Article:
How to fix student loan debt? Student loan debt is one huge crisis in the US and many other parts of the world, no doubt. Many people want to be educated, but it now seems that there is a price to be paid in order for the dreams of many to be achieved. And that price is relatively high.
How to Fix Student Loan Debt
The slight possibility of federal student loan forgiveness seems to be getting all of the headlines. But experts in the field say that no single policy and not even wiping the slate clean for millions of borrowers all over the US and the world at large will solve the root cause of the $1.7 trillion student loan debt crisis of the nation (US).
The debt in question has now been fueled by decades-long of wages not keeping up with the rising cost of college, no lie. And unless there is a significant change in wage increase and college cost decrease, students will still need to take on debt in order to complete their degrees, and they will get to face greater difficulty in repaying back their loans.
Forgive Student Loan Debt
Broad forgiveness could help the most vulnerable of borrowers which consist of those who never graduated and lack the bigger paychecks that typically and usually come with a degree to pay off the debt that they acquired along the way.
Experts however diverge on whether there should be broad forgiveness, and the plan of President Biden to forgive up to $20,000 in student debt per borrower still remains frozen amid legal challenges. But if it however does get to happen, they agree future debt accumulation must be addressed.
Streamline Existing Forgiveness Programs
There is too much red tape affecting existing forgiveness programs, experts reportedly say. Salerno, an expert on the matter calls it a “bureaucracy and paperwork crisis.”
These programs in question have had low rates of acceptance historically, but a limited waiver that was available through October 2022 broadened the number of payments that qualified for many more borrowers. The reported fix was not permanent, though.
Democrats in Congress have however suggested making all federal student loans as well as repayment plans eligible for PSLF, thus waiving restrictions for forgiveness and then qualifying borrowers automatically.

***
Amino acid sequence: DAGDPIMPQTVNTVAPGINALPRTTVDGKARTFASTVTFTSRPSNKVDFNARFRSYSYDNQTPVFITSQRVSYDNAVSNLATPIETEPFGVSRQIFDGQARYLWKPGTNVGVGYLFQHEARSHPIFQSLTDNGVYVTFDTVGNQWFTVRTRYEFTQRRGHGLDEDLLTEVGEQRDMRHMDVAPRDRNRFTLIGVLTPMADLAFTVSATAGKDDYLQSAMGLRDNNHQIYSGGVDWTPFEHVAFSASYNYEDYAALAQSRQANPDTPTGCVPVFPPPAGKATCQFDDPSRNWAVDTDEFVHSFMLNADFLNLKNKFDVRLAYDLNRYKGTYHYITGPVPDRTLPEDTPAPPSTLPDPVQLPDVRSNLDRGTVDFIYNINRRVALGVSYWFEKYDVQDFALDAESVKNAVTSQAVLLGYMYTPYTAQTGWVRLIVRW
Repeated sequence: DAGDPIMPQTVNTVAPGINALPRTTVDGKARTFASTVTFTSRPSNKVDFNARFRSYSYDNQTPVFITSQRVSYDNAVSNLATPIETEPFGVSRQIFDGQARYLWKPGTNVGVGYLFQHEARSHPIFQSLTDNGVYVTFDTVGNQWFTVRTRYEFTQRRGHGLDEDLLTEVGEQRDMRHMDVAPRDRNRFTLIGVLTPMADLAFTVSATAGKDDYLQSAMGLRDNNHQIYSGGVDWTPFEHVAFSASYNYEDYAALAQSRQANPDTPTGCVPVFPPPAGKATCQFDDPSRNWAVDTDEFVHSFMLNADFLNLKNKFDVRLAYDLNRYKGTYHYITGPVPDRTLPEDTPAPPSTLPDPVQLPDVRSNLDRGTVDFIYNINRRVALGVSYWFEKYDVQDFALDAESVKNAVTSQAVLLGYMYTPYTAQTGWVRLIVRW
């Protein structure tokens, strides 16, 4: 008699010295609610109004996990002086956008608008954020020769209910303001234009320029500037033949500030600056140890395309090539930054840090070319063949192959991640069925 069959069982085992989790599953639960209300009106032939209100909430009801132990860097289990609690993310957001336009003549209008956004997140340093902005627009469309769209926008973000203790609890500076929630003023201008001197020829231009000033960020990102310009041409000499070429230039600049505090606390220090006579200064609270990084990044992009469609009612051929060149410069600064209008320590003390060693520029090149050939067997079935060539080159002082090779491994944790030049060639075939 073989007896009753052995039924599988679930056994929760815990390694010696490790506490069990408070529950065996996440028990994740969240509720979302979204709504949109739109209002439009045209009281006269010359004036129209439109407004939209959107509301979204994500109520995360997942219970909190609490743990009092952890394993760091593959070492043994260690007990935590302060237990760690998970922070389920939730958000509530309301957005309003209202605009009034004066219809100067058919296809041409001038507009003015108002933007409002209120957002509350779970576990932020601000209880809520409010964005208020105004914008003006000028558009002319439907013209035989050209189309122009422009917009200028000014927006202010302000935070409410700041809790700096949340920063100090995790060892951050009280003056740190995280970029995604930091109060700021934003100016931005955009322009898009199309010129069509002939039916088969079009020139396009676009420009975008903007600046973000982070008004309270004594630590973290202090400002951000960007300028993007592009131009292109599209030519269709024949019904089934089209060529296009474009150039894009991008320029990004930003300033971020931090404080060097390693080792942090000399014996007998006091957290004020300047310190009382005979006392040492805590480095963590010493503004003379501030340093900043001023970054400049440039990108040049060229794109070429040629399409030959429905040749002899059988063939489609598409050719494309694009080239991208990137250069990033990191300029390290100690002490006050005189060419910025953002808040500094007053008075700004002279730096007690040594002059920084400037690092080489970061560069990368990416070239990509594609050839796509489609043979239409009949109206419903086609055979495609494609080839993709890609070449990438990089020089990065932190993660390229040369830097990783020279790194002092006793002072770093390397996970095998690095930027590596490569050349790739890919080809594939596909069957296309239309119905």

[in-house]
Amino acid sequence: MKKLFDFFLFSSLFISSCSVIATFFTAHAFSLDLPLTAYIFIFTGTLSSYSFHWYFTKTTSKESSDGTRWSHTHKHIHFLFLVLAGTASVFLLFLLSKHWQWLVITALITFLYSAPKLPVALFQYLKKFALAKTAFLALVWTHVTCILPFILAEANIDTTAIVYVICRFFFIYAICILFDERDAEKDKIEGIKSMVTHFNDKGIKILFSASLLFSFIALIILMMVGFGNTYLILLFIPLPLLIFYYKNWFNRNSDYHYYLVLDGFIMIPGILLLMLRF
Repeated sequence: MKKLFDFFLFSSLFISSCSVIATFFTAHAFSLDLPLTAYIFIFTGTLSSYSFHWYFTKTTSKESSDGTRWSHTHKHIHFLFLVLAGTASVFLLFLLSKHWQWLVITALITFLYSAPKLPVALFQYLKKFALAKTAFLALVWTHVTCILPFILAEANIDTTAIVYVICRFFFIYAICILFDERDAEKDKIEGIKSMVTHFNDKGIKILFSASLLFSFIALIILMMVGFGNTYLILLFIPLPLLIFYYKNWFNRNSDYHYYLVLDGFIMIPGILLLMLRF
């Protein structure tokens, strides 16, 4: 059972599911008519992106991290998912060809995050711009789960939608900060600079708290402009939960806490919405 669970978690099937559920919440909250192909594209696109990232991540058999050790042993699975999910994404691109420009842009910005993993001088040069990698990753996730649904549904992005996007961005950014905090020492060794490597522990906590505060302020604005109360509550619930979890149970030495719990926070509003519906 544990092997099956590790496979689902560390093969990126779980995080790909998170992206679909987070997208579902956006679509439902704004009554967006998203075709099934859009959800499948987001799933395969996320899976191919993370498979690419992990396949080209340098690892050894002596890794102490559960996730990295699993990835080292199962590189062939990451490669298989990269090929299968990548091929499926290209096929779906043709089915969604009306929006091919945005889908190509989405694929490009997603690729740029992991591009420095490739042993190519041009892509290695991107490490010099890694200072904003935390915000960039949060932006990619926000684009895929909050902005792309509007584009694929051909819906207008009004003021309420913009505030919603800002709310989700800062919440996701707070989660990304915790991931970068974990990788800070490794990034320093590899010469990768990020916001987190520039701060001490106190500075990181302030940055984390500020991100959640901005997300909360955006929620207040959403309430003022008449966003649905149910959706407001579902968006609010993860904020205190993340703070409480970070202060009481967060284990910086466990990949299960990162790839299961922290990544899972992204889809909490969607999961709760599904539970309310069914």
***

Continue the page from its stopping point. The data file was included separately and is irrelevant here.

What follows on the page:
Cut or Even Lower Interest Rates
Federal student loan borrowers have not had to make any form of payments since March 13, 2020, and they will not again until the summer of 2023 at the latest, under the guidance of the current government. And during this reported pause, zero interest is accruing. That simply means that loans will not grow and, if you can even afford to make payments, you can pay off your debt much quicker.
Making zero interest permanent or even lowering interest on the existing debt could help borrowers in the long run in paying off their debt without growing the principal, says expert Betsy Mayotte, the president and founder of The Institute of Student Loan Advisors.
Many borrowers Mayotte hears from say that their biggest gripe is growing interest.
Fixes To Income-Driven Repayment Forgiveness
Many borrowers are expected to now benefit from one-time fixes that count past payments toward the 240 or 300 that is needed for income-driven repayment forgiveness, the Department of Education back in April 2022 announced. The fixes in question are also expected to cancel debt for at least 40,000 borrowers all through Public Service Loan Forgiveness.
Make College Tuition Free
Tuition-free college at the associate’s degree level, just as Biden has proposed, could benefit low-income students, particularly those who otherwise would not get to attend college, and could even reduce overall borrowing. Advocates of College affordability are calling for tuition-free four-year programs as well.
Experts, however, agree that tuition-free programs will still require borrowers to take on debt in a bid to cover living expenses whether it is on or off campus.
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